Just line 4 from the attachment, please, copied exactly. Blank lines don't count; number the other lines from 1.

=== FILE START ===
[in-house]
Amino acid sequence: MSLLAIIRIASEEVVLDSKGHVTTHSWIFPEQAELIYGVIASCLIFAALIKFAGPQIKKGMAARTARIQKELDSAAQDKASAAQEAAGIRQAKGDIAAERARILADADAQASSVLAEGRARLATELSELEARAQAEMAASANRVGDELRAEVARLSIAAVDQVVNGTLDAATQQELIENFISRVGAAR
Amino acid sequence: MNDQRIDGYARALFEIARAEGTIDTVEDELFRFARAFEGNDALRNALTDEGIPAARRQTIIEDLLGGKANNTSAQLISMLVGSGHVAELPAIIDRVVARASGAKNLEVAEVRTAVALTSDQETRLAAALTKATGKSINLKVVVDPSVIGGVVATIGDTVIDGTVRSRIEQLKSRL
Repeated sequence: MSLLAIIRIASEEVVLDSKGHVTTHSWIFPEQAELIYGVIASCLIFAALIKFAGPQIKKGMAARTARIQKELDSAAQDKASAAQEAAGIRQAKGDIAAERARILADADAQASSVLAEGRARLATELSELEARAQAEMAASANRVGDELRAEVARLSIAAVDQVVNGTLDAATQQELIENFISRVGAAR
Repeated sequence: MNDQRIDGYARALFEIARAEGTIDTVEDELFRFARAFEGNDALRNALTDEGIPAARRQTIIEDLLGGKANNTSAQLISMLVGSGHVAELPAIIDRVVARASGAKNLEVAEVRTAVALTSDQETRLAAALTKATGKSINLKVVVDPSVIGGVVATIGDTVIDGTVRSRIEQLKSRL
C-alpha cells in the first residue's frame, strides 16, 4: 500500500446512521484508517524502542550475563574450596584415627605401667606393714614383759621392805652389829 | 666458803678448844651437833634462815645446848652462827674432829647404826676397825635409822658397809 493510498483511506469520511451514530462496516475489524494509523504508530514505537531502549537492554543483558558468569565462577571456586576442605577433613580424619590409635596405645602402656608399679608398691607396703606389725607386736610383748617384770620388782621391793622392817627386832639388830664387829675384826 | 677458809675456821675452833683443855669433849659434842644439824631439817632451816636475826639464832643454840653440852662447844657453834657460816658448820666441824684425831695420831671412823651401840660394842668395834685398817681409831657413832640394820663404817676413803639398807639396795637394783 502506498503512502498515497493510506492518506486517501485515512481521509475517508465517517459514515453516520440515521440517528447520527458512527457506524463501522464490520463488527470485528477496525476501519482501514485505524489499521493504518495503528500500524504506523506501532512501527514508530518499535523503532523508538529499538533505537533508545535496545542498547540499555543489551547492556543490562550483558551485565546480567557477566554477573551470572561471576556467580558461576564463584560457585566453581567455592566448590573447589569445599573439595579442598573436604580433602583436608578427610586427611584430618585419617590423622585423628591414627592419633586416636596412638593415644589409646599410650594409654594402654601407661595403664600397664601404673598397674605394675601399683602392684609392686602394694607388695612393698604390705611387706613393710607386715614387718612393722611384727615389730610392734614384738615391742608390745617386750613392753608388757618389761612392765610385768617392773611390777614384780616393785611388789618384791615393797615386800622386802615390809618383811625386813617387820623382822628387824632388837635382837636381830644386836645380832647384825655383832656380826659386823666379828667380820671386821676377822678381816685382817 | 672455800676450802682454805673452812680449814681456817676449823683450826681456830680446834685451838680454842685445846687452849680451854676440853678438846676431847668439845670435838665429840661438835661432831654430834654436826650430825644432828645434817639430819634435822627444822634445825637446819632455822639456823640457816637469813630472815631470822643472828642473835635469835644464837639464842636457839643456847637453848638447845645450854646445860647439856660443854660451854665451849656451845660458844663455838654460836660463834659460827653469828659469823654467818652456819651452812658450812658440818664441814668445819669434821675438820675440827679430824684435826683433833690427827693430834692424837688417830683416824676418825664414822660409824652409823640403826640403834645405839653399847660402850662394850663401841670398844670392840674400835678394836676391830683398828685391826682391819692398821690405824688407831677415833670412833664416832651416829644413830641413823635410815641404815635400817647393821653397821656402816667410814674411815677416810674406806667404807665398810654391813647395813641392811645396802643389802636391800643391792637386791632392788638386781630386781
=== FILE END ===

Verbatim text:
Repeated sequence: MSLLAIIRIASEEVVLDSKGHVTTHSWIFPEQAELIYGVIASCLIFAALIKFAGPQIKKGMAARTARIQKELDSAAQDKASAAQEAAGIRQAKGDIAAERARILADADAQASSVLAEGRARLATELSELEARAQAEMAASANRVGDELRAEVARLSIAAVDQVVNGTLDAATQQELIENFISRVGAAR